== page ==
Chinese Family, c.1875

Iin The Face Of China As Seen By Photographers & Travelers 1860-1912, authored by L. Carrington Goodrich, with historical commentary by Nigel Cameron.

Knowing nothing at all of the actual people; that is, who they were or what social or political connections they had, we can only make educated assumptions and guesses about their milieu, based on what is believed or understood about Chinese culture during the late 1800's. From the outset, the viewer is particularly struck by the rather formal arrangement of the seated individuals, and then immediately notes the contrasting inconsistency offered by the starkly informal positioning of the man to the left rear. Further, the setting itself is rather peculiar; the seating is positioned directly in the path of a moon door walkway, which one sees is a part of a weathered wall. One then realizes that this setting is outdoors, perhaps located in a private courtyard, and was most likely artificially arranged for the purpose of the photograph. The wet ground between the paving stones reinforces that the setting was outdoors. It was likely chosen because the visual impact of the doorway lent itself to the creative thought process of the photographer, as well as the practicality of affording enough light to record the image.

The purpose of the photograph is another issue. In our present day, a picture being recorded is so uncomplicated and common that we give it scant thought. However, we must appreciate that to the people of those times, being recorded in a photograph was as unlikely and as monumental an undertaking for them, as perhaps a ride on the space shuttle would be for us. My speculation is that the photographic session was arranged for by the man in the photograph to the left. In my view, he is definitely the master of this house, and the others in the picture were his wives and children. The photographic opportunity was likely initiated as an effort to produce a record of his family, as it became highly fashionable for affluent Chinese in the late 1800's to have such portraits taken. The man is standing to the rear (normally a servant's position), but by his very nonchalant stance, and to be so close in physical proximity, that is, to be nearly draped over one of the ladies of the house; reveals clearly that he is not one of the household help, but also reveals that he was not intended to have been in the picture. That is, had he been intended or would have been planned to be in the picture in the first place, where should one expect him to be? I would think that he should have belonged in the center of the photograph, occupying the most important position of all, telling anyone who sees it that he is the master of this setting. So, on that basis, I surmise that this was first intended to be a picture of only the wives and children, and not of him at all.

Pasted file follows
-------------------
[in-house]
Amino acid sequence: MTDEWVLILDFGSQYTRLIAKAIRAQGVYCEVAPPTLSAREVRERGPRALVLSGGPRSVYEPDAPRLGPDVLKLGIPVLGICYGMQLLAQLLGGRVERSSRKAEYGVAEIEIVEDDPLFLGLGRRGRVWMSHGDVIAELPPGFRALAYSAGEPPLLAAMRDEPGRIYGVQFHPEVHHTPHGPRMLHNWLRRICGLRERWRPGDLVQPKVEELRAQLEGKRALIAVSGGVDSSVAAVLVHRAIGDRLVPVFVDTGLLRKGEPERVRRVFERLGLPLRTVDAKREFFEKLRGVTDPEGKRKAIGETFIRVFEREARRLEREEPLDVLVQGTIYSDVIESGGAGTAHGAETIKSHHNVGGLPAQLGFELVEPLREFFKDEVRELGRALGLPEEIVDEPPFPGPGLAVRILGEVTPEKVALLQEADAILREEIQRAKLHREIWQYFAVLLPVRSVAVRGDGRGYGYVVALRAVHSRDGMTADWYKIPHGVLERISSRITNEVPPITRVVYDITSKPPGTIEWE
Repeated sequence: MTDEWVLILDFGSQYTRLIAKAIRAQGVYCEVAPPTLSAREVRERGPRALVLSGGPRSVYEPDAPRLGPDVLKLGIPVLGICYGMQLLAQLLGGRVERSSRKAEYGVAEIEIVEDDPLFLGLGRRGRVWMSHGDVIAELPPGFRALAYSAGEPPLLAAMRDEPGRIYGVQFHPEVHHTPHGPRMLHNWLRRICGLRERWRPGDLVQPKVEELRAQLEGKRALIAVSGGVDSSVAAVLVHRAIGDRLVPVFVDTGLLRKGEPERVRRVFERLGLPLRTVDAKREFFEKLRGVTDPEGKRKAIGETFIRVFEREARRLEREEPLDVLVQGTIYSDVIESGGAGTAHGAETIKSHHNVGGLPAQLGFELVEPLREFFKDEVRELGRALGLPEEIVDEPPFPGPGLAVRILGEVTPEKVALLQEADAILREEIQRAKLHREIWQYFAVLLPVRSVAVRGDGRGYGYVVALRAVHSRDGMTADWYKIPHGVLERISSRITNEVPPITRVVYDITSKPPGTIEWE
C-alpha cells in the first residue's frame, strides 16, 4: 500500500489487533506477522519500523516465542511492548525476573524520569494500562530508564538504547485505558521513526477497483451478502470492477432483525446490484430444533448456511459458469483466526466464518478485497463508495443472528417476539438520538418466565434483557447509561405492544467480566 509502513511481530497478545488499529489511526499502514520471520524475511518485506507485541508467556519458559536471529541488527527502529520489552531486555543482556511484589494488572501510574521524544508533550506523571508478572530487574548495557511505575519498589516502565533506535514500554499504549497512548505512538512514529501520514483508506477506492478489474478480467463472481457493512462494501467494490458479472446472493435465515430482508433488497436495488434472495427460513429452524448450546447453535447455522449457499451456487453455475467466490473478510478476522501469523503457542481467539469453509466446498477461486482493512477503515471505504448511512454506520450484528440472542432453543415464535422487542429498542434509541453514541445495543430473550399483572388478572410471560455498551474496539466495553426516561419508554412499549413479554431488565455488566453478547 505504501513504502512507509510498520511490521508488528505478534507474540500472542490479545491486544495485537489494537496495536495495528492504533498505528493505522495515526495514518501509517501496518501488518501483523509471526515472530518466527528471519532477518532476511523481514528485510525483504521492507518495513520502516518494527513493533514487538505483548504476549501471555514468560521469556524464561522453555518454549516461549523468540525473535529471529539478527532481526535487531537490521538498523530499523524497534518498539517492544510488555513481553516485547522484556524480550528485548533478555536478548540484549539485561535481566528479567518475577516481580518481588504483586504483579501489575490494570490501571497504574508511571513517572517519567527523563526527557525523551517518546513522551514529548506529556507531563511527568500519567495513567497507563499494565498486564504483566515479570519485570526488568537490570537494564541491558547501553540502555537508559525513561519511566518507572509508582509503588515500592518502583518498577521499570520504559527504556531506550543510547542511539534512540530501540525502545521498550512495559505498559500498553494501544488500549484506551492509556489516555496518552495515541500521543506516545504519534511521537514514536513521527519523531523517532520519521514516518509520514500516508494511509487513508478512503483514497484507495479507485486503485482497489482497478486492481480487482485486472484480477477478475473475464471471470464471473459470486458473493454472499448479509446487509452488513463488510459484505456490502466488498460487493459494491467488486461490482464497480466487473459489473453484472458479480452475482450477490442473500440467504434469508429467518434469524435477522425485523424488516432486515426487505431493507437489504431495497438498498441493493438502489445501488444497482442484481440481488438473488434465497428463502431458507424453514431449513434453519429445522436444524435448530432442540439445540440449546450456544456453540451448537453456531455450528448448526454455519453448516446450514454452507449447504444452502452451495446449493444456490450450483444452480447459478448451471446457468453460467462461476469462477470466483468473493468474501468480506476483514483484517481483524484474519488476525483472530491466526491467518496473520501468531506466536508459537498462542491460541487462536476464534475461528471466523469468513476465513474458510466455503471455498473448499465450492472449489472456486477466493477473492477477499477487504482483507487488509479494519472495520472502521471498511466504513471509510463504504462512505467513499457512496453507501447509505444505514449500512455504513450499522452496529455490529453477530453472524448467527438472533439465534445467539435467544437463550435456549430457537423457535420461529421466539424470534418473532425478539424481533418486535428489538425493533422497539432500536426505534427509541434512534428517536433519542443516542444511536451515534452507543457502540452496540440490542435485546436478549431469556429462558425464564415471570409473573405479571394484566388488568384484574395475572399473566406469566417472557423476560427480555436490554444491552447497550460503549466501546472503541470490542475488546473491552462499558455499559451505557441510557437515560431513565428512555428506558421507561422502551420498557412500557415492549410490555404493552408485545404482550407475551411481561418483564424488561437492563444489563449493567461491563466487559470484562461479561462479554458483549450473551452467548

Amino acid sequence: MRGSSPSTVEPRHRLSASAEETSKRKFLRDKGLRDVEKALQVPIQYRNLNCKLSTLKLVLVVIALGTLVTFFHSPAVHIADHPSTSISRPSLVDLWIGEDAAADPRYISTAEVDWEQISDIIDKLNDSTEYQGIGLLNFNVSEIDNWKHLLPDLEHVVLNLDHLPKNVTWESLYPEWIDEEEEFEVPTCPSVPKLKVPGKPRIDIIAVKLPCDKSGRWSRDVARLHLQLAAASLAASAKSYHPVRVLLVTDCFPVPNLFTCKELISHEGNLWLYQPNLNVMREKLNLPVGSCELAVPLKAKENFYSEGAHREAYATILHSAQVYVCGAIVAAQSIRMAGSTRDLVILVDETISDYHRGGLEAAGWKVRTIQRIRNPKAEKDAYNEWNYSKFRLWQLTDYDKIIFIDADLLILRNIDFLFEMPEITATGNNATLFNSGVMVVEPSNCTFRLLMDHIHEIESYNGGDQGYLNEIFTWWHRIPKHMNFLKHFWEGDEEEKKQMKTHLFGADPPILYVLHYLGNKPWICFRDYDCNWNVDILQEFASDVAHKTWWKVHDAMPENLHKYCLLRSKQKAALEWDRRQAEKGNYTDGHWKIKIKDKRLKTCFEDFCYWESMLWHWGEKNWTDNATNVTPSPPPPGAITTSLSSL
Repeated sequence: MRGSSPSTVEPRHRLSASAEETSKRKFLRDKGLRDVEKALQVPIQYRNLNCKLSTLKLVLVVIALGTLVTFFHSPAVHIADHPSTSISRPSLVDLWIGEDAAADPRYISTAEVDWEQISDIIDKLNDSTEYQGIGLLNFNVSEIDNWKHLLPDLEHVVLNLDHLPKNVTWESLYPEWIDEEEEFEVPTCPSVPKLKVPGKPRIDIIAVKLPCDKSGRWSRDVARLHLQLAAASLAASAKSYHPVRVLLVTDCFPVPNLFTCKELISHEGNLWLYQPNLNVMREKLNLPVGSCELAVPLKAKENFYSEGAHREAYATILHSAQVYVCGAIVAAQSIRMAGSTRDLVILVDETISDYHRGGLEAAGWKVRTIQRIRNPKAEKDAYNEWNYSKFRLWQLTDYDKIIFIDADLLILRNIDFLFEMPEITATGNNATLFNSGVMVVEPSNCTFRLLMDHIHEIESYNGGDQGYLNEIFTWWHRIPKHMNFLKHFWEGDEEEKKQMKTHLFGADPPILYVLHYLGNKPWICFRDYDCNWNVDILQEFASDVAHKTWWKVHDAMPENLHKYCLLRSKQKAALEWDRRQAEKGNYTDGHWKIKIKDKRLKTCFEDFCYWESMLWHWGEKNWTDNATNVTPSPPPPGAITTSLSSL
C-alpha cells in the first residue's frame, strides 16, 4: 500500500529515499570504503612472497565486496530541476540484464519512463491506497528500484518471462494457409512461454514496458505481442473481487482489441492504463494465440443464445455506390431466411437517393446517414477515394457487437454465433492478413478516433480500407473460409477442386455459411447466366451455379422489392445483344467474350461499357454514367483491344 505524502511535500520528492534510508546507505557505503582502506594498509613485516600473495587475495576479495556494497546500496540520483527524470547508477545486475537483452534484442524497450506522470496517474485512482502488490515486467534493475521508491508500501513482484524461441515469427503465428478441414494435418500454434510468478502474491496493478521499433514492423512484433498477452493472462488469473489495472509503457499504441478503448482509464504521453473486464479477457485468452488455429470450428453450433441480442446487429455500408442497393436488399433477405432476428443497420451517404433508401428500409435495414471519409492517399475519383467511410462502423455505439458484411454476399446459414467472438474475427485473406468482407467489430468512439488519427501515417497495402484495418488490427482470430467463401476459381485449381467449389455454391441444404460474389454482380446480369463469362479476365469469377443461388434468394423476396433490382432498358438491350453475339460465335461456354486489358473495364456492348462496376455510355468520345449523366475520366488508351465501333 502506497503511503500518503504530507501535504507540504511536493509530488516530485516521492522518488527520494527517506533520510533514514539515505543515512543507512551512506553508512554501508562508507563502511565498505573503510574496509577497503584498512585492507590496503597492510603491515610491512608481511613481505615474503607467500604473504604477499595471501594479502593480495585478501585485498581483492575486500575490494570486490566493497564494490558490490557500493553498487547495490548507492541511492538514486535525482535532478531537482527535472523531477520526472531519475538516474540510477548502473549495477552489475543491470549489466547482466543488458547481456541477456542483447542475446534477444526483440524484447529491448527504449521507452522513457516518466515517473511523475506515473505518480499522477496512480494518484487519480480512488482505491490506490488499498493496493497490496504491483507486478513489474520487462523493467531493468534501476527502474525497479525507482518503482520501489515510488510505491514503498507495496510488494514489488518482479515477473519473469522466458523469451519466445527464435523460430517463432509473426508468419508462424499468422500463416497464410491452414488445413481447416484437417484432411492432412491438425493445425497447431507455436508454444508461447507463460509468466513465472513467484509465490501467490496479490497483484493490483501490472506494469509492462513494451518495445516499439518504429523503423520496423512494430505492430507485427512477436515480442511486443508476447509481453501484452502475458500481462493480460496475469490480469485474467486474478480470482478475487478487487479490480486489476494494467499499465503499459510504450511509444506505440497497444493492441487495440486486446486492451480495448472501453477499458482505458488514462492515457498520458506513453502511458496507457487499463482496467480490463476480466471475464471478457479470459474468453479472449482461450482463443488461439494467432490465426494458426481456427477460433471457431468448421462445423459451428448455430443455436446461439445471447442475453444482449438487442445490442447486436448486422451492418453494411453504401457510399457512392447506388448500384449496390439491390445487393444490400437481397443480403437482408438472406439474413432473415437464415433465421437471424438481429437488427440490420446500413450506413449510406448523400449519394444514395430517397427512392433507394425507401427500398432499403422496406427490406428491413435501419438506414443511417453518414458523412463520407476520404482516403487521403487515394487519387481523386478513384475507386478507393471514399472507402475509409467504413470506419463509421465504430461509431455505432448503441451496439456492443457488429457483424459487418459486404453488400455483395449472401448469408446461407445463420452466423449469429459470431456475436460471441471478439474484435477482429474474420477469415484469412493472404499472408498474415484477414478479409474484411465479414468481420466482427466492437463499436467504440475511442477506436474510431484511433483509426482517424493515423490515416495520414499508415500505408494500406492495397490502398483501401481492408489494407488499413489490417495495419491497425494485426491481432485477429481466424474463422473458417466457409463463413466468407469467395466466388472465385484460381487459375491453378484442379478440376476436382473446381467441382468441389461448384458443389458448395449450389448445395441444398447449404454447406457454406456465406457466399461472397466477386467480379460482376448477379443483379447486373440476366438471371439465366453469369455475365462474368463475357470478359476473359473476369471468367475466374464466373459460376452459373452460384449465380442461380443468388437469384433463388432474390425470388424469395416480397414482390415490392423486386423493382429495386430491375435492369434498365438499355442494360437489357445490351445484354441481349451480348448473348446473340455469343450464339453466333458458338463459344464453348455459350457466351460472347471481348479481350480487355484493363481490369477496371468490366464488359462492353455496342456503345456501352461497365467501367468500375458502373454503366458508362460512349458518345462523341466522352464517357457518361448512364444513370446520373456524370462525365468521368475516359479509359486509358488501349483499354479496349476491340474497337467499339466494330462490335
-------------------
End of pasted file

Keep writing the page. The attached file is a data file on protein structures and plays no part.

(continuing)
So, if that was the case, what then, is he doing in the picture? His positioning to the far left side is telling. My hypothesis is, that similar to spectators at crime or accident scenes, the man was so caught up in his curiosity to observe that he failed to realize that he had strayed into the scene and had become a part of the event. The look of the man's face strongly suggests that he was so raptly focused on what the photographer was doing, that he didn't know that he had stepped out of the sidelines and had put himself into the picture. One can only imagine that had the man not been so hypnotically distracted to have thus entered the picture, how much poorer the image would have been.

Socially, the furniture belies a family of some affluence. The wooden foot stools at the time were used not for the height challenged but rather to provide insulation against having to put one's feet onto a cold and unheated floor. The man has four wives, all of which seem to have bound feet (except for one who's feet we cannot see) bespeaking already his ability of a high degree of financial security. In the center, the most politically powerful position in any family portrait, is probably the first wife. Seated next to her is the eldest child, likely the first wife's daughter. To the far right is probably the second wife based on appearance of age. Next to her is probably her son, whose importance as heir mandated that despite his reluctance, his presence in the photograph was a considered must. This is evidenced by the notable steadying hand against fidgetting, of an off camera person (probably a servant) holding him in position. On the far left, the two seated ladies are likely wives three and four, with wife (probably) three, holding the third child of the house (borne from her), on her lap. The remaining wife was childless to that point, but still had her youth. The fine embroidary of their clothing further reinforces that these were women of importance, that is, they were all wives and not a wife's personal maid attendant or any member of the serving class.

(Source: ralph repo)